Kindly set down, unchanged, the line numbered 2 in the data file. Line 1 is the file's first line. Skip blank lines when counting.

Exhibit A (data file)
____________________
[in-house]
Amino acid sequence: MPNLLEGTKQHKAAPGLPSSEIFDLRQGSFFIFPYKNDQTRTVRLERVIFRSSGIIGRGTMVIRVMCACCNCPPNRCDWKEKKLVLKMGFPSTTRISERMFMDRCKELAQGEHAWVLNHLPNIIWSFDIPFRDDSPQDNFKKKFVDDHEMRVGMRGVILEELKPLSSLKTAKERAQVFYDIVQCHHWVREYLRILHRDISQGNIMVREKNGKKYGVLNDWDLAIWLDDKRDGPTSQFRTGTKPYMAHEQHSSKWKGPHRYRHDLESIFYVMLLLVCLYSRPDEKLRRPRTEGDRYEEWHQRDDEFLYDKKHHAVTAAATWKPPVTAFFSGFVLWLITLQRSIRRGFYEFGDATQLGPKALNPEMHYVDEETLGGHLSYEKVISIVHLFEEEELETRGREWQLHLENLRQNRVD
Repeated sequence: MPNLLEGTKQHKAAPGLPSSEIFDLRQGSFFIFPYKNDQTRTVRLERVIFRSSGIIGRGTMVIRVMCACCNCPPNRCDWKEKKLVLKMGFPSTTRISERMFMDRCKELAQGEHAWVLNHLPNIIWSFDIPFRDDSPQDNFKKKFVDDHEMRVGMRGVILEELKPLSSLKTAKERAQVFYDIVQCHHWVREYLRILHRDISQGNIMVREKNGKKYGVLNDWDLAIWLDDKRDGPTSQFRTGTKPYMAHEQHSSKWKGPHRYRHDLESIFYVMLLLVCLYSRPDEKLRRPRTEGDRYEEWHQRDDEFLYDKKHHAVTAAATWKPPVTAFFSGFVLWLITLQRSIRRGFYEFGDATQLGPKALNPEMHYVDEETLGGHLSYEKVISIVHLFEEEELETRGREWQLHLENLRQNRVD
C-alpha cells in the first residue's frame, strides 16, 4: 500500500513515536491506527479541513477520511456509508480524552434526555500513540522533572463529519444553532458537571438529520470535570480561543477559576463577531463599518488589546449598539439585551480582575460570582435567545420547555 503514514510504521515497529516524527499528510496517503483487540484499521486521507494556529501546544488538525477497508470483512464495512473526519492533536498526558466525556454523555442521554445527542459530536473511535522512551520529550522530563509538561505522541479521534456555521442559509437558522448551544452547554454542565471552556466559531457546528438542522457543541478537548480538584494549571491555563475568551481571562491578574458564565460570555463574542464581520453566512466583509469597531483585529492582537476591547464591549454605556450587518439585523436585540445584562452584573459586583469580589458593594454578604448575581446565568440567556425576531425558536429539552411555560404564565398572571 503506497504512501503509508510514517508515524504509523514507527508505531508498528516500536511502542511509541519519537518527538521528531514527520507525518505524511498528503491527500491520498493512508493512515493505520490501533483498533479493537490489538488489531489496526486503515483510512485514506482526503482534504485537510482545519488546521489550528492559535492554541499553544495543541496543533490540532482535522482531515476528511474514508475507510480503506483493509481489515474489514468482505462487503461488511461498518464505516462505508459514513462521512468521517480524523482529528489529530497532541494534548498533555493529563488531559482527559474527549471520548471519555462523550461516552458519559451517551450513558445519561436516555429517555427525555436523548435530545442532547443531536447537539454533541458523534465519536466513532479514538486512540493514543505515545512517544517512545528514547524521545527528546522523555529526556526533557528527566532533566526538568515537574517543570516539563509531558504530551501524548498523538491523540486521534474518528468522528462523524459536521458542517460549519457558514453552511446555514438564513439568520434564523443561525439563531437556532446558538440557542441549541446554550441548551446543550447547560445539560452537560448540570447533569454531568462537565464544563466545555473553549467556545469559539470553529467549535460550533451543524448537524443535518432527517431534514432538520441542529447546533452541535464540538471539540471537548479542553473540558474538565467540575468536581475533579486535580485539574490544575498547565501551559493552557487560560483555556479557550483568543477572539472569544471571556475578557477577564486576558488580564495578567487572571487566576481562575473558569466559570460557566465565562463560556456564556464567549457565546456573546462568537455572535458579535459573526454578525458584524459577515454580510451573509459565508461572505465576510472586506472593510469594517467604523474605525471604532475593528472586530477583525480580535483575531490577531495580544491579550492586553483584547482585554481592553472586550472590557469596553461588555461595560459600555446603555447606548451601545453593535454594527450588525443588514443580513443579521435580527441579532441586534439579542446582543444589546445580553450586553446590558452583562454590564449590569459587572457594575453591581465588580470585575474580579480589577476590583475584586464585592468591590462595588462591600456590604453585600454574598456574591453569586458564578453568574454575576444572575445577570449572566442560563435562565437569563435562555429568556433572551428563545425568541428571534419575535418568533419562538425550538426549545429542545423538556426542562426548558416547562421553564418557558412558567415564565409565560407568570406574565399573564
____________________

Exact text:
Amino acid sequence: MPNLLEGTKQHKAAPGLPSSEIFDLRQGSFFIFPYKNDQTRTVRLERVIFRSSGIIGRGTMVIRVMCACCNCPPNRCDWKEKKLVLKMGFPSTTRISERMFMDRCKELAQGEHAWVLNHLPNIIWSFDIPFRDDSPQDNFKKKFVDDHEMRVGMRGVILEELKPLSSLKTAKERAQVFYDIVQCHHWVREYLRILHRDISQGNIMVREKNGKKYGVLNDWDLAIWLDDKRDGPTSQFRTGTKPYMAHEQHSSKWKGPHRYRHDLESIFYVMLLLVCLYSRPDEKLRRPRTEGDRYEEWHQRDDEFLYDKKHHAVTAAATWKPPVTAFFSGFVLWLITLQRSIRRGFYEFGDATQLGPKALNPEMHYVDEETLGGHLSYEKVISIVHLFEEEELETRGREWQLHLENLRQNRVD